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An alien species on our roads


Cyclists even speak an alien language. They say words like sprockets, dérailleur and cadence and did I mention, they wear lycra?

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On Sunday I had a conversation with an evil person; a wicked, scheming monster that doesn’t deserve to live – according to popular opinion, that is.

At the time, though I knew he was from the bowels of hell itself, our conversation was light, friendly and rather pleasant. I was even tempted to believe he was human.

What he didn’t know is that I knew that he was a cyclist – one of those devils who have been referred to as “cockroaches of the road”.

How bad are cyclists? On a recent trip to Cape Town, I was driving my family around Chapman’s Peak enjoying the incredible view. We were going along at a steady pace, seeing as we were on our way to meet someone; when a lycra-clad cockroach appeared in my rearview mirror a few hundred metres back.

Within minutes he was tailgating me, it lasted just for a moment, and then he breezed past my car as easy as you please – and we were going uphill at the time!

Bicycles are slower than cars, and even slower on an uphill, so he was defying the laws of nature and therefore bringing the very fabric of reality close to being ripped apart!

I couldn’t believe it. I realised that I needed to teach him a lesson, but despite all my effort I could not catch him again. What made it worse was the polite wave he gave me as he cruised past my car! Almost like a human would do!

Cyclists even speak an alien language. They say words like sprockets, dérailleur and cadence and did I mention, they wear lycra?

Of course I am not being serious, but the debate around cyclist hatred has become very serious of late.

A recent Twitter post is a good indication of the seriousness of this matter: “Had enough of cyclists today! Just wanna ram them with my car” it said.

This kind of outburst would get people into deep trouble if directed against an ethnic minority or religion, but it seems that cyclists are fair game in many people’s minds.

And yes, I know that taking sides in such a heated debate (between motorists and cyclists) could be committing popularity suicide, but to me – a motorist – some of the arguments of motorists do not compute.

For example, motorists argue that roads are designed for cars. But if you investigate this claim you may find that roads have been around for thousands of years, and during this period they’ve carried foot traffic, carts, horses, trams, carriages, buses, and yes bicycles and cars.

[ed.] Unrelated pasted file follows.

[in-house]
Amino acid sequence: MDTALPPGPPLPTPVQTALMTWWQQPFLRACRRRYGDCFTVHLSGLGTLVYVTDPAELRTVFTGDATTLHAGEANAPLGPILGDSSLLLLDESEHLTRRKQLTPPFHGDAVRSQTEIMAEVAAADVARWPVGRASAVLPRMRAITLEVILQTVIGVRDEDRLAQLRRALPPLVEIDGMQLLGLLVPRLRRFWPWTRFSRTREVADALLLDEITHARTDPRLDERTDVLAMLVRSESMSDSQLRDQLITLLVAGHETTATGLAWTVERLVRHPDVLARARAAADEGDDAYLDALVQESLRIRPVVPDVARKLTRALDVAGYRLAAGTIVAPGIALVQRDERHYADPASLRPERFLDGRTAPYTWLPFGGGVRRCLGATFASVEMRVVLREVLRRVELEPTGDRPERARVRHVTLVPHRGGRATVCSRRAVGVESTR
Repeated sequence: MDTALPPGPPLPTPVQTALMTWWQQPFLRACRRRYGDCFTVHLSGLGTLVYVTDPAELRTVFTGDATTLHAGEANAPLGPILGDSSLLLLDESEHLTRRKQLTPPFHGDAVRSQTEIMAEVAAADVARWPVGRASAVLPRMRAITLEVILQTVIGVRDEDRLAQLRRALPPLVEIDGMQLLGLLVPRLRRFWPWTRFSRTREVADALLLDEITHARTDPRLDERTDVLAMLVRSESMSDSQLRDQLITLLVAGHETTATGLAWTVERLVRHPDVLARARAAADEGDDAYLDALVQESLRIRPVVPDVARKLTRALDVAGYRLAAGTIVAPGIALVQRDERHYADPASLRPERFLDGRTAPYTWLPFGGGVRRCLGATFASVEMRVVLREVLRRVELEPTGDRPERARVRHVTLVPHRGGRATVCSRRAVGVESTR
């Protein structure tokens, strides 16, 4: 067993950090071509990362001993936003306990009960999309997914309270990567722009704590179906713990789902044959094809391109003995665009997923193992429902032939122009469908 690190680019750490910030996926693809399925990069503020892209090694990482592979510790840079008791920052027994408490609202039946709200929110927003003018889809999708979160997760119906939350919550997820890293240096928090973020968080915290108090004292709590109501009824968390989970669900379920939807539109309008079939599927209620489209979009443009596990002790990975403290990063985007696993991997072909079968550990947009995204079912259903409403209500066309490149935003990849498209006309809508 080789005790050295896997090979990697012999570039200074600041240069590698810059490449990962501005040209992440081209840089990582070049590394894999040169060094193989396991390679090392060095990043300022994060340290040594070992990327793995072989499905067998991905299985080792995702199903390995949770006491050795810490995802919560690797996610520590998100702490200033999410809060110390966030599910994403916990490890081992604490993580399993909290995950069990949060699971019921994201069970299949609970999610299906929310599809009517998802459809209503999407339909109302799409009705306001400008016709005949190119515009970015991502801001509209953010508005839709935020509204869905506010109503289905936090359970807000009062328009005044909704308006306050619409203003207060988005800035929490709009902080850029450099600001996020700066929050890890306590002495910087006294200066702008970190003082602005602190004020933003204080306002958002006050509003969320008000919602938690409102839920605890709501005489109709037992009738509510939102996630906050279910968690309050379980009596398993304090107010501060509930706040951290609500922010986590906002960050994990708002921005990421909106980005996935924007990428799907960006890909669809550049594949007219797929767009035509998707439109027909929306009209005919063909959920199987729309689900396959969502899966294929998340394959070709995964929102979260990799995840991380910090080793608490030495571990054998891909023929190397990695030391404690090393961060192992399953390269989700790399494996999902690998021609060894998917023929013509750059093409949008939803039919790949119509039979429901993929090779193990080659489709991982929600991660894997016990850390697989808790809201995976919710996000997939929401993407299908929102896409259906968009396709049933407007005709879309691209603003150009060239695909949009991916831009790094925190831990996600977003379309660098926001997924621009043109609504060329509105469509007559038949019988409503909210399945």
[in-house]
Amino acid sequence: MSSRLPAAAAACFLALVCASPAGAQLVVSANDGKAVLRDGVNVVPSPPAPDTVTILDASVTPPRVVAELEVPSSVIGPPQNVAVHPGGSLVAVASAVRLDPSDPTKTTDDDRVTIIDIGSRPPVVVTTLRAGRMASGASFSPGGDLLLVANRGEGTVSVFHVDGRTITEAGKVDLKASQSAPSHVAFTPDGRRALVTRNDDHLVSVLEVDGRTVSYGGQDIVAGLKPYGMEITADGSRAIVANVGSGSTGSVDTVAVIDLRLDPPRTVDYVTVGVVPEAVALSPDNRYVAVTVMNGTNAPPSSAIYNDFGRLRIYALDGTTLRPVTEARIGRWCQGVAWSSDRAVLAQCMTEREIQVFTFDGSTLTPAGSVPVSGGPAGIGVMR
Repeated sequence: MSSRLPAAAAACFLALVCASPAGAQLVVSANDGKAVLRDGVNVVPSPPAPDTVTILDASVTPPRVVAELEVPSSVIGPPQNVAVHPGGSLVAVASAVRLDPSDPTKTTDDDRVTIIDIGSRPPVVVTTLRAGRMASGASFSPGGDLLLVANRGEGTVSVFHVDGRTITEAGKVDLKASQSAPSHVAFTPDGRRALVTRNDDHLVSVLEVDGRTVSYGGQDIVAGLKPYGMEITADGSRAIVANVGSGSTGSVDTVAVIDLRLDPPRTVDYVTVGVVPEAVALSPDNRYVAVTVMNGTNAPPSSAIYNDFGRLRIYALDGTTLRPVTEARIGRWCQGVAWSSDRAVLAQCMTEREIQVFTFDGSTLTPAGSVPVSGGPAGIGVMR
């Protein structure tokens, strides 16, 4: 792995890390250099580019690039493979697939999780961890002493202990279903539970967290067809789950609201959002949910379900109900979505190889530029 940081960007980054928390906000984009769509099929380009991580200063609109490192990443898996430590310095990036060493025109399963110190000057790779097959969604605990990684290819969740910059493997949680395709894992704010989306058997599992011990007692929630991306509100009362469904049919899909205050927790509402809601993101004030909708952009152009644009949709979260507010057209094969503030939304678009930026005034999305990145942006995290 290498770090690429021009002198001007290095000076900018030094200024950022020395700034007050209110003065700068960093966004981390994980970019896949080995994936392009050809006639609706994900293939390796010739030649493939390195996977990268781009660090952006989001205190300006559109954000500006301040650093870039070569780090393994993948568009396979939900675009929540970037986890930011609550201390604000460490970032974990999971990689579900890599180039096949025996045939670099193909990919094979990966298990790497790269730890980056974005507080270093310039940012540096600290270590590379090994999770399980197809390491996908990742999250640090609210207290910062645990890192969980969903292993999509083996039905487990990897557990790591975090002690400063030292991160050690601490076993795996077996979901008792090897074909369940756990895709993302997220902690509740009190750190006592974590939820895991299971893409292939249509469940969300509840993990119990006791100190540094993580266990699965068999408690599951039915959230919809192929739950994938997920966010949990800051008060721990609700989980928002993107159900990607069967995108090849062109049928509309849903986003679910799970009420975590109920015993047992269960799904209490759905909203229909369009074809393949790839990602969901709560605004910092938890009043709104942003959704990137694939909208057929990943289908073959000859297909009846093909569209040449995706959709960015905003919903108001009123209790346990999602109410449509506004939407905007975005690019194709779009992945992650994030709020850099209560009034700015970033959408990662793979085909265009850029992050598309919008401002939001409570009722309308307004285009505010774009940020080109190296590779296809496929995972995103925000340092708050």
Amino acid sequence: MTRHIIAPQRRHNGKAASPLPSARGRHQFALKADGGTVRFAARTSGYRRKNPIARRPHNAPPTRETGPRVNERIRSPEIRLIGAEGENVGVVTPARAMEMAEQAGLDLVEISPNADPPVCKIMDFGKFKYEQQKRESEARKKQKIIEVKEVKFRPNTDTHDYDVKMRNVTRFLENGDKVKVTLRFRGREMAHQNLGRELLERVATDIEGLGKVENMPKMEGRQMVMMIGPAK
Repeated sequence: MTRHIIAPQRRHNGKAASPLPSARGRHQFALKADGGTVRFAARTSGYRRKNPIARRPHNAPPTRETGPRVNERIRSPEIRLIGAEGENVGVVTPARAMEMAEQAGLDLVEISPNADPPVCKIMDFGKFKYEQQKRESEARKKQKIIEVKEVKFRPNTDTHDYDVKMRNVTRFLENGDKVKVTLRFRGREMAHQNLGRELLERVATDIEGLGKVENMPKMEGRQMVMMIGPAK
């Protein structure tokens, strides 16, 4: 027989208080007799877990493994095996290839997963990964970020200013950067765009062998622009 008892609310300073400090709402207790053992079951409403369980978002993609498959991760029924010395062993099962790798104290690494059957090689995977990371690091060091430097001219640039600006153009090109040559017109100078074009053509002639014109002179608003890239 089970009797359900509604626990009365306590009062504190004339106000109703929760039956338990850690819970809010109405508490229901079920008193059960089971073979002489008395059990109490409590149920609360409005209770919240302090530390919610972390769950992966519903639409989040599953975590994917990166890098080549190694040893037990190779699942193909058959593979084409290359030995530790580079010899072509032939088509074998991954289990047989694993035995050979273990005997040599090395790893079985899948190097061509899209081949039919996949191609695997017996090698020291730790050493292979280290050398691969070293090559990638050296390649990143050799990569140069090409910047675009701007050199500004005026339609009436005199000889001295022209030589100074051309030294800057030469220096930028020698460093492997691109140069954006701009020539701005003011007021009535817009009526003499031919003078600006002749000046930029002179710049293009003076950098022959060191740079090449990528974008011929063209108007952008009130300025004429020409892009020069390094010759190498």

In fact it’s only in the last sixty or so years that we’ve decided cars should get priority on our roads.

And yes, let’s not drift too far to one end of the debate that we paint an unrealistic picture of the innocence of cyclists – there are many cyclists on our roads who, it seems, believe they are above the law.

Just the other night I was driving home from work on a dark stretch of road when I narrowly missed a cyclist myself. The only reason I saw him – he didn’t have lights or reflectors on his bike, and was wearing dark overalls – was because I saw the reflection of his cellphone in his face. He was texting while cycling, seemingly without a care in the world.

No, like I said, he wasn’t wearing lycra. You see, usually the lycra-clad aliens are just out to enjoy the exercise, to experience the open road, to clear their minds and to de-stress.

I am embarrassed to say that I know some lycra aliens. One of my best friends is a lycra extraterrestrial. I know ministers, businessmen, doctors, principals, teachers and other professionals who cycle. Wearing their lycra kit, helmets and glasses doesn’t make them evil, it just makes them comfortable.

So if you dislike cyclists, just avoid them; give them a wide berth and put them in your rear-view mirror. But we have to learn a lesson very quickly: It is never OK to harm those who offend us nor air views that would incite others to harm them.